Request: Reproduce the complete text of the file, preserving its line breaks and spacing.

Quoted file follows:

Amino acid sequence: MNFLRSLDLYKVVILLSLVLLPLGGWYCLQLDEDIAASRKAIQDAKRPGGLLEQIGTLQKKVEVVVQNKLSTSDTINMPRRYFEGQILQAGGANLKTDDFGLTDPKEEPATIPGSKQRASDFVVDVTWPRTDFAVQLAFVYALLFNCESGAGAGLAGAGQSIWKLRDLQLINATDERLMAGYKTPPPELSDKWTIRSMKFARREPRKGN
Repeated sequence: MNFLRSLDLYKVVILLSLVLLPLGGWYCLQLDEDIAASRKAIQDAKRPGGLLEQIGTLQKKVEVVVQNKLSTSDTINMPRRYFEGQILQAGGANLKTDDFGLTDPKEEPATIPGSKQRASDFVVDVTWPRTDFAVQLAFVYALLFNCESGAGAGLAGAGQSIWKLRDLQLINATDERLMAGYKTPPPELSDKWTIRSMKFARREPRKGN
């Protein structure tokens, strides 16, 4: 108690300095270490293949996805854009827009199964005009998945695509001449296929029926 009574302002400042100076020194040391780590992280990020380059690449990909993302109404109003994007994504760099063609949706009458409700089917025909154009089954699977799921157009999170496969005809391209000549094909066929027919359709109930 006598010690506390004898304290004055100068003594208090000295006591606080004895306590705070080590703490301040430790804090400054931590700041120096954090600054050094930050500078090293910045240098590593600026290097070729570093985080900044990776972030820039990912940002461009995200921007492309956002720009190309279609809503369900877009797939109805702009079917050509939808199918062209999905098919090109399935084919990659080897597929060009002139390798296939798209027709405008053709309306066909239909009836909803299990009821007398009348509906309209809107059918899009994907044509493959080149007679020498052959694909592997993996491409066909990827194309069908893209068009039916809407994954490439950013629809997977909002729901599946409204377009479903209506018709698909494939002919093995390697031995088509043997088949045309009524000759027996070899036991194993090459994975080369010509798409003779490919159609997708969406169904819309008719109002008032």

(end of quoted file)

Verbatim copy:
Amino acid sequence: MNFLRSLDLYKVVILLSLVLLPLGGWYCLQLDEDIAASRKAIQDAKRPGGLLEQIGTLQKKVEVVVQNKLSTSDTINMPRRYFEGQILQAGGANLKTDDFGLTDPKEEPATIPGSKQRASDFVVDVTWPRTDFAVQLAFVYALLFNCESGAGAGLAGAGQSIWKLRDLQLINATDERLMAGYKTPPPELSDKWTIRSMKFARREPRKGN
Repeated sequence: MNFLRSLDLYKVVILLSLVLLPLGGWYCLQLDEDIAASRKAIQDAKRPGGLLEQIGTLQKKVEVVVQNKLSTSDTINMPRRYFEGQILQAGGANLKTDDFGLTDPKEEPATIPGSKQRASDFVVDVTWPRTDFAVQLAFVYALLFNCESGAGAGLAGAGQSIWKLRDLQLINATDERLMAGYKTPPPELSDKWTIRSMKFARREPRKGN
């Protein structure tokens, strides 16, 4: 108690300095270490293949996805854009827009199964005009998945695509001449296929029926 009574302002400042100076020194040391780590992280990020380059690449990909993302109404109003994007994504760099063609949706009458409700089917025909154009089954699977799921157009999170496969005809391209000549094909066929027919359709109930 006598010690506390004898304290004055100068003594208090000295006591606080004895306590705070080590703490301040430790804090400054931590700041120096954090600054050094930050500078090293910045240098590593600026290097070729570093985080900044990776972030820039990912940002461009995200921007492309956002720009190309279609809503369900877009797939109805702009079917050509939808199918062209999905098919090109399935084919990659080897597929060009002139390798296939798209027709405008053709309306066909239909009836909803299990009821007398009348509906309209809107059918899009994907044509493959080149007679020498052959694909592997993996491409066909990827194309069908893209068009039916809407994954490439950013629809997977909002729901599946409204377009479903209506018709698909494939002919093995390697031995088509043997088949045309009524000759027996070899036991194993090459994975080369010509798409003779490919159609997708969406169904819309008719109002008032």